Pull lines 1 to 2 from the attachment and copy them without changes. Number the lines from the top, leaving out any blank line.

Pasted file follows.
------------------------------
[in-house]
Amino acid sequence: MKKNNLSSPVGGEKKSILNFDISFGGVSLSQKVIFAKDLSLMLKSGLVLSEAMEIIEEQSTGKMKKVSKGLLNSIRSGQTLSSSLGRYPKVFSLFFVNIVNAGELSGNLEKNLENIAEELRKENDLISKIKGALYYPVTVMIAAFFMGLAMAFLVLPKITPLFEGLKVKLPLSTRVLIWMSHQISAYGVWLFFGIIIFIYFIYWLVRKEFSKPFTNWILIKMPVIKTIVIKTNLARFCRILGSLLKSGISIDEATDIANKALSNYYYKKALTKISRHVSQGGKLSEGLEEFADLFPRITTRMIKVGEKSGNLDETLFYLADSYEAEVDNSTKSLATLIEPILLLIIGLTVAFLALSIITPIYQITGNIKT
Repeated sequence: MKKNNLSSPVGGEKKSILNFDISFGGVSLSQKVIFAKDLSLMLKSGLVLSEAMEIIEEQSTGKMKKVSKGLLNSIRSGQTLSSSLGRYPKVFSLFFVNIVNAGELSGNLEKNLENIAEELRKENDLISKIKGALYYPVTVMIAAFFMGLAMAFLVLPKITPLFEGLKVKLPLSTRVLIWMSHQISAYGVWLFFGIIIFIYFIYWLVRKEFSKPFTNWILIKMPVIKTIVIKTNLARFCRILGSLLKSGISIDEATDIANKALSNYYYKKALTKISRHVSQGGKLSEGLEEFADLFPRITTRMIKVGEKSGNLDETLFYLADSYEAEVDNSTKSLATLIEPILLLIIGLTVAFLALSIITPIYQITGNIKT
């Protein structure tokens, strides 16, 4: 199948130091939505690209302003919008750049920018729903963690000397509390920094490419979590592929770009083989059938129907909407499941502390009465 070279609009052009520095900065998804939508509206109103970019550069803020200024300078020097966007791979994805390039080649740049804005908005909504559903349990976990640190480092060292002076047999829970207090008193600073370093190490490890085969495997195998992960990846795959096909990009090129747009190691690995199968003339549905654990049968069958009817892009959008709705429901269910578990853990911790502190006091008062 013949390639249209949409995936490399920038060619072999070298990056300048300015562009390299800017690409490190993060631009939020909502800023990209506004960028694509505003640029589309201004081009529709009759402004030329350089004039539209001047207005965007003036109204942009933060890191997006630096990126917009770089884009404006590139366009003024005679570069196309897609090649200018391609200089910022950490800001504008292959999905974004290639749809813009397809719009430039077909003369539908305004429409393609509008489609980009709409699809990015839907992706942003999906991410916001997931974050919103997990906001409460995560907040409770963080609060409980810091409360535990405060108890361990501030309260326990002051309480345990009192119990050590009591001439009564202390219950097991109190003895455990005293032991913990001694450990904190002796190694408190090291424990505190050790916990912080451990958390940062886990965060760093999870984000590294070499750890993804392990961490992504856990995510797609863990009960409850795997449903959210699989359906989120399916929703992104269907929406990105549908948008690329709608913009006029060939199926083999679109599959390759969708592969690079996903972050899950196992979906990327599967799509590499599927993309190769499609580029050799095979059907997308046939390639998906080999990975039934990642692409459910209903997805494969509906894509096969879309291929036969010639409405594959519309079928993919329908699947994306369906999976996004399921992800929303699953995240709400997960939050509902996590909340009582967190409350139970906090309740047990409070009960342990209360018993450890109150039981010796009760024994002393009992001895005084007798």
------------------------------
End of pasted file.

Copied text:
[in-house]
Amino acid sequence: MKKNNLSSPVGGEKKSILNFDISFGGVSLSQKVIFAKDLSLMLKSGLVLSEAMEIIEEQSTGKMKKVSKGLLNSIRSGQTLSSSLGRYPKVFSLFFVNIVNAGELSGNLEKNLENIAEELRKENDLISKIKGALYYPVTVMIAAFFMGLAMAFLVLPKITPLFEGLKVKLPLSTRVLIWMSHQISAYGVWLFFGIIIFIYFIYWLVRKEFSKPFTNWILIKMPVIKTIVIKTNLARFCRILGSLLKSGISIDEATDIANKALSNYYYKKALTKISRHVSQGGKLSEGLEEFADLFPRITTRMIKVGEKSGNLDETLFYLADSYEAEVDNSTKSLATLIEPILLLIIGLTVAFLALSIITPIYQITGNIKT